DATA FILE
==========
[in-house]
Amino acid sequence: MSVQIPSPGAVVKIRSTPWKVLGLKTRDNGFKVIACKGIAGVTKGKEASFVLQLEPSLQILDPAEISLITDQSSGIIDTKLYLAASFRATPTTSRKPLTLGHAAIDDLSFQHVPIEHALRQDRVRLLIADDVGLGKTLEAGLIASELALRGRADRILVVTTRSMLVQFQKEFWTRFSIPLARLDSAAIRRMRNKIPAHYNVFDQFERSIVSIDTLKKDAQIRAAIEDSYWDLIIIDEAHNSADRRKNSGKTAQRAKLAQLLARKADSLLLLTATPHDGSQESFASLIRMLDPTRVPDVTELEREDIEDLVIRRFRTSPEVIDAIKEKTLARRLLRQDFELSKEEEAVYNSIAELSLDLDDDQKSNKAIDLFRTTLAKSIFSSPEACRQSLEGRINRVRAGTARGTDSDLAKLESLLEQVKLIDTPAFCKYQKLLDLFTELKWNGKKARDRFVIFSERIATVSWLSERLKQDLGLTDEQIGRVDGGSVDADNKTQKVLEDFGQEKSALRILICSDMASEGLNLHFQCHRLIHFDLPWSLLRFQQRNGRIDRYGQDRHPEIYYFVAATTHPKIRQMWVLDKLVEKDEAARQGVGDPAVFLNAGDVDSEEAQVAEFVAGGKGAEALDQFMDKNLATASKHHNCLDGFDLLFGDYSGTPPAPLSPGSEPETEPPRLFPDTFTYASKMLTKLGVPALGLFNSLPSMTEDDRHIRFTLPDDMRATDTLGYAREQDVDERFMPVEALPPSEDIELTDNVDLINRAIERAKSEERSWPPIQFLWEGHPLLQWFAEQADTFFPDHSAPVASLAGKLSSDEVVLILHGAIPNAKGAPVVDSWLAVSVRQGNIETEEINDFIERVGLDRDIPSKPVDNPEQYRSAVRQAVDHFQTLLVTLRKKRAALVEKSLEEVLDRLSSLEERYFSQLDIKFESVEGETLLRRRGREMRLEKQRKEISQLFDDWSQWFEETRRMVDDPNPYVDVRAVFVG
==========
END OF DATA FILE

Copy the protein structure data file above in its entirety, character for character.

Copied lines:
[in-house]
Amino acid sequence: MSVQIPSPGAVVKIRSTPWKVLGLKTRDNGFKVIACKGIAGVTKGKEASFVLQLEPSLQILDPAEISLITDQSSGIIDTKLYLAASFRATPTTSRKPLTLGHAAIDDLSFQHVPIEHALRQDRVRLLIADDVGLGKTLEAGLIASELALRGRADRILVVTTRSMLVQFQKEFWTRFSIPLARLDSAAIRRMRNKIPAHYNVFDQFERSIVSIDTLKKDAQIRAAIEDSYWDLIIIDEAHNSADRRKNSGKTAQRAKLAQLLARKADSLLLLTATPHDGSQESFASLIRMLDPTRVPDVTELEREDIEDLVIRRFRTSPEVIDAIKEKTLARRLLRQDFELSKEEEAVYNSIAELSLDLDDDQKSNKAIDLFRTTLAKSIFSSPEACRQSLEGRINRVRAGTARGTDSDLAKLESLLEQVKLIDTPAFCKYQKLLDLFTELKWNGKKARDRFVIFSERIATVSWLSERLKQDLGLTDEQIGRVDGGSVDADNKTQKVLEDFGQEKSALRILICSDMASEGLNLHFQCHRLIHFDLPWSLLRFQQRNGRIDRYGQDRHPEIYYFVAATTHPKIRQMWVLDKLVEKDEAARQGVGDPAVFLNAGDVDSEEAQVAEFVAGGKGAEALDQFMDKNLATASKHHNCLDGFDLLFGDYSGTPPAPLSPGSEPETEPPRLFPDTFTYASKMLTKLGVPALGLFNSLPSMTEDDRHIRFTLPDDMRATDTLGYAREQDVDERFMPVEALPPSEDIELTDNVDLINRAIERAKSEERSWPPIQFLWEGHPLLQWFAEQADTFFPDHSAPVASLAGKLSSDEVVLILHGAIPNAKGAPVVDSWLAVSVRQGNIETEEINDFIERVGLDRDIPSKPVDNPEQYRSAVRQAVDHFQTLLVTLRKKRAALVEKSLEEVLDRLSSLEERYFSQLDIKFESVEGETLLRRRGREMRLEKQRKEISQLFDDWSQWFEETRRMVDDPNPYVDVRAVFVG